In ancient times, people used different methods to detect the lies of a person but the era in which we are living adopt modern technique known as “Polygraph”.
In some countries accused person were subjected to do water test. The people who sank were considered innocent and those who float were thought guilty.
In India, the accused person mouth was filled with some dry rice. Then they were asked to spit it out. If rice got stuck in their mouth they were thought guilty. Same some witchcraft methods were also implied which was not right for the people.
Some innocent people got hurt and punished for the crimes that they did not commit. So people developed more humane methods. With the passage of time and advancement in science the lie detection techniques have grown better and better.
Polygraph is a modern lie detecting technique. Poly means multiples or many and graph means to write. When a person takes a polygraph test, four to six sensors are attached to him.
A polygraph is a machine in which the multiple (“poly“) signals from the sensors are recorded on a single strip of moving paper (“graph“). The sensors usually record.
The instrument typically used to conduct polygraph tests consists of a physiological recorder that assesses three indicators of autonomic arousal: heart rate/blood pressure, respiration, and skin conductivity.
Most examiners today use computerized recording systems. Rate and depth of respiration are measured by pneumographs wrapped around a subject’s chest. Cardiovascular activity is assessed by a blood pressure cuff. Skin conductivity (called the galvanic skin or electro dermal response) is measured through electrodes attached to a subject’s fingertips.
The recording instrument and questioning techniques are only used during a part of the polygraph examination. A typical examination includes a pretest phase during which the technique is explained and each test question reviewed. The pretest interview is designed to ensure that subjects understand the questions and to induce a subject’s concern about being deceptive.
Polygraph examinations often include a procedure called a “stimulation test,” which is a demonstration of the instrument’s accuracy in detecting deception. The little elevation in any of these can be considered as a lie. The polygraph technique can be carried out by two methods. First one involves the Controlled Question Technique.
In this, the examiner asks some relevant and control questions. The control questions are designed to control for the effect of the generally threatening nature of relevant questions. Control questions concern misdeeds that are similar to those being investigated, but refer to the subject’s past and are usually broad in scope.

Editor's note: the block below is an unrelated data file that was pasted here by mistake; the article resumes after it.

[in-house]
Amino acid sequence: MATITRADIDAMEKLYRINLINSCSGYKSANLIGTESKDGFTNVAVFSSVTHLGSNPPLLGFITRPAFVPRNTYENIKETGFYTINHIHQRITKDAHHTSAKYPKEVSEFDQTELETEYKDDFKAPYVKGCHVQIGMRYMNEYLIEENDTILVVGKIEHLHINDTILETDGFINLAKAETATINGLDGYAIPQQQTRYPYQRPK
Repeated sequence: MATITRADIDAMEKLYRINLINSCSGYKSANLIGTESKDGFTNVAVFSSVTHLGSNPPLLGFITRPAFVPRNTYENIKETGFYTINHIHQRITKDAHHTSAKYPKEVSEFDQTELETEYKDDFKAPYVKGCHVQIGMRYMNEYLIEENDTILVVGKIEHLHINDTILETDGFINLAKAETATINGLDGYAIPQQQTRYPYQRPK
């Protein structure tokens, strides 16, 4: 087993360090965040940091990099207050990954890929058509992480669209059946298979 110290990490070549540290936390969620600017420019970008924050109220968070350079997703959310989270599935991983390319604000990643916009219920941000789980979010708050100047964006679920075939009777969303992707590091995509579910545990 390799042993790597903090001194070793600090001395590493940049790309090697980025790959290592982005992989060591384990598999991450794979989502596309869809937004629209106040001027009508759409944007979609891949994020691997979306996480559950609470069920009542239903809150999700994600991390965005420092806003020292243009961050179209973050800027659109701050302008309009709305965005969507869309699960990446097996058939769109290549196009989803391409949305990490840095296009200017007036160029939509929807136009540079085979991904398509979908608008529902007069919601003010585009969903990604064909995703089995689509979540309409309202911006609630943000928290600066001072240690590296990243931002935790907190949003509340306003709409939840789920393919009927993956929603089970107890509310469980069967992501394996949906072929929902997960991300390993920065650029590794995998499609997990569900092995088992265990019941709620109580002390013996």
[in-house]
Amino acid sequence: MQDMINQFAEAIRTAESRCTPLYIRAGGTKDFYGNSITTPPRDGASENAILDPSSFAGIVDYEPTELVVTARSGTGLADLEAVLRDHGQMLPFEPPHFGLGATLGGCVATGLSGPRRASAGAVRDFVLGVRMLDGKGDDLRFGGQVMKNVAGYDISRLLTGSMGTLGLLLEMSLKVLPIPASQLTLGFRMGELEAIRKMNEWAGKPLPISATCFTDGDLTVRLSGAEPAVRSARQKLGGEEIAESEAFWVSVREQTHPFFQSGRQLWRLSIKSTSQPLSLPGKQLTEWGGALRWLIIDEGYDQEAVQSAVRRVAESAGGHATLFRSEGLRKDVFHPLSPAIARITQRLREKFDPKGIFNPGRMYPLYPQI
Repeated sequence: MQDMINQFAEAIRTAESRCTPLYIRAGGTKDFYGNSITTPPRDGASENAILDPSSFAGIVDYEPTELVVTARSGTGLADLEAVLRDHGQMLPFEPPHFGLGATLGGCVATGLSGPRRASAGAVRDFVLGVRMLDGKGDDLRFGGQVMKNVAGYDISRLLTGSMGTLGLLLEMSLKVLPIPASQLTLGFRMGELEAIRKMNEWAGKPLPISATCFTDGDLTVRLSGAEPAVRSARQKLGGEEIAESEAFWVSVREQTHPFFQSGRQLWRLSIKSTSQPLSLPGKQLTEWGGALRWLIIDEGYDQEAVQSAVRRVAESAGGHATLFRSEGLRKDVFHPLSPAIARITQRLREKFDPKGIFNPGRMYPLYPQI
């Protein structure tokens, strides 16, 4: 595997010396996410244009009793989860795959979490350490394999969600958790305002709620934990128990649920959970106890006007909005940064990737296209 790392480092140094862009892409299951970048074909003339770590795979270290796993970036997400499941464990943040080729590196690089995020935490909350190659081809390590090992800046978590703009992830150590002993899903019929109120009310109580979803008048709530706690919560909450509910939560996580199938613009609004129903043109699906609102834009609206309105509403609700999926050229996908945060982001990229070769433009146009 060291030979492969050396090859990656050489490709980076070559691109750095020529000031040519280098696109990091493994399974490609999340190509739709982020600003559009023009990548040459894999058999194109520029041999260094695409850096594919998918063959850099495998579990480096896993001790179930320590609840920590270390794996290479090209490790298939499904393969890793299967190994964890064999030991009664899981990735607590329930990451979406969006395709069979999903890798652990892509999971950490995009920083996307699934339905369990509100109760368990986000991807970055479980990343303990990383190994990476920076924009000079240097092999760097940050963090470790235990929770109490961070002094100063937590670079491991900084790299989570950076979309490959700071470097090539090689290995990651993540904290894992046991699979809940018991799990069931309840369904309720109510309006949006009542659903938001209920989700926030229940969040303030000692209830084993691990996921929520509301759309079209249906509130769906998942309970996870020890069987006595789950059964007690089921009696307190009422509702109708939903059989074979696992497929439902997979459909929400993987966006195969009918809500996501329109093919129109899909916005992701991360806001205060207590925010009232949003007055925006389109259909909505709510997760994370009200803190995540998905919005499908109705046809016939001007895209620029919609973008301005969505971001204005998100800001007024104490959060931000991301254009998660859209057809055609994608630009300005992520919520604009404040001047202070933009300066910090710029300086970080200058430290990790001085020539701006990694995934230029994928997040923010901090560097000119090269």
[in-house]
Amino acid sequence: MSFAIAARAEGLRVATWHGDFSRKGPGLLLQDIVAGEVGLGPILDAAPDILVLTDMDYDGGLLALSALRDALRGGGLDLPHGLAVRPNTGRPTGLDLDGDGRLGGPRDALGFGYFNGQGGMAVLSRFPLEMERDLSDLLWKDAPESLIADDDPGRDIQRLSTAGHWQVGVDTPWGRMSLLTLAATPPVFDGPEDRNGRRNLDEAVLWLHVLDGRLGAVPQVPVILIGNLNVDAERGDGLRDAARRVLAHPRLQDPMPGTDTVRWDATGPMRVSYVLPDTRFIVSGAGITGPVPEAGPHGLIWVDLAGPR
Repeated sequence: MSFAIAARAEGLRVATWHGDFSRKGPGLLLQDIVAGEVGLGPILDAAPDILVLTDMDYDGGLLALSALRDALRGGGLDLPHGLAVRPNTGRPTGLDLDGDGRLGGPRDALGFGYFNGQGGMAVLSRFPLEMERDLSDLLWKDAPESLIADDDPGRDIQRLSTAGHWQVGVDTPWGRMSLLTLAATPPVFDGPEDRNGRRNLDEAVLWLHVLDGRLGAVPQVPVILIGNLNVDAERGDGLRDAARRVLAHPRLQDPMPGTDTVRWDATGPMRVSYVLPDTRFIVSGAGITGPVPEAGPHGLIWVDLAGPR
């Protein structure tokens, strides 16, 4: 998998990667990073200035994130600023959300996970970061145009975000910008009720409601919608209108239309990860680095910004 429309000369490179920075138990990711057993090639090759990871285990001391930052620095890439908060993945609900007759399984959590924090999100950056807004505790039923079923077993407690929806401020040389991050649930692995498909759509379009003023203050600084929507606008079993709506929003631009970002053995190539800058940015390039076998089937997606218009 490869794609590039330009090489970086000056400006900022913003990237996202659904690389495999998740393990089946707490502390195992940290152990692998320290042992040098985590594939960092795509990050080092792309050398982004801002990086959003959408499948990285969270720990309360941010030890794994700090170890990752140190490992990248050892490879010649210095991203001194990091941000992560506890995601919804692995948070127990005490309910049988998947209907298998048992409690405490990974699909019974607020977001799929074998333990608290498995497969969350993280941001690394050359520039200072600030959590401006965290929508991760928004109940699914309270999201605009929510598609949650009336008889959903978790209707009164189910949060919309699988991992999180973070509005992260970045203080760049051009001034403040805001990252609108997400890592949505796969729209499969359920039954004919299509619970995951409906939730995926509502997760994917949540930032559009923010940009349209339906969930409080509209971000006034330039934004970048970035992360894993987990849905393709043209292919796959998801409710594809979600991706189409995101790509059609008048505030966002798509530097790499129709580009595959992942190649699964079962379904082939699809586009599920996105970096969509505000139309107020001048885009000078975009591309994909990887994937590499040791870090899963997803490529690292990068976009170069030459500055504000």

A person who is telling the truth is assumed to fear control questions more than relevant questions. This is because control questions are designed to arouse a subject’s concern about their past truthfulness, while relevant questions ask about a crime they know they did not commit.
A pattern of greater physiological response to relevant questions than to control questions leads to a diagnosis of “deception.” Greater response to control questions leads to a judgment of non deception. If no difference is found between relevant and control questions, the test result is considered “inconclusive.”
When the polygraph test starts, the examiner asks three or four simple questions to establish the norms for the person’s signals. Then the real questions being tested by the polygraph are asked.
Throughout questioning, all of the person’s signals are recorded on the moving paper. The lie can be detected through stress of lying or heart beat elevation.
Sometimes a polygraph will also record things like arm and leg movement. Second one is Guilty Knowledge test. In this the examiner not only tests the guilt but also the lie of the person.
Examiner asks person a question about the crime. To notice if there is any change in his statement. This will show us if he was present at the scene or related to the crime or not.
More quick and detailed answer can show us he was present. GKTs are not widely employed, but there is great interest in doing so. One limitation of the GKT is that it can be used only when investigators have information that only a guilty subject would know. The interpretation of “no deception” is also a potential limitation, since it may indicate lack of knowledge rather than innocence.
Polygraph can give false positive results some times which can result in making some innocent person a criminal. Polygraph can be fooled by a trained individual who just need to control his physiological responses. But with trained examiner taking the test there is better chance of getting the result right.
A particular problem is that polygraph technique has not separated placebo-like effects (the subject’s belief in the efficacy of the procedure) from the actual relationship between deception and their physiological responses.
One reason that polygraph tests may appear to be accurate is that subjects who believe that the test works and that they can be detected may confess or will be very anxious when questioned.
If this view is correct, the lie detector might be better called a fear detector. Still ploygraph is better technique then other methods and still new advancements are being made making it more and more reliable.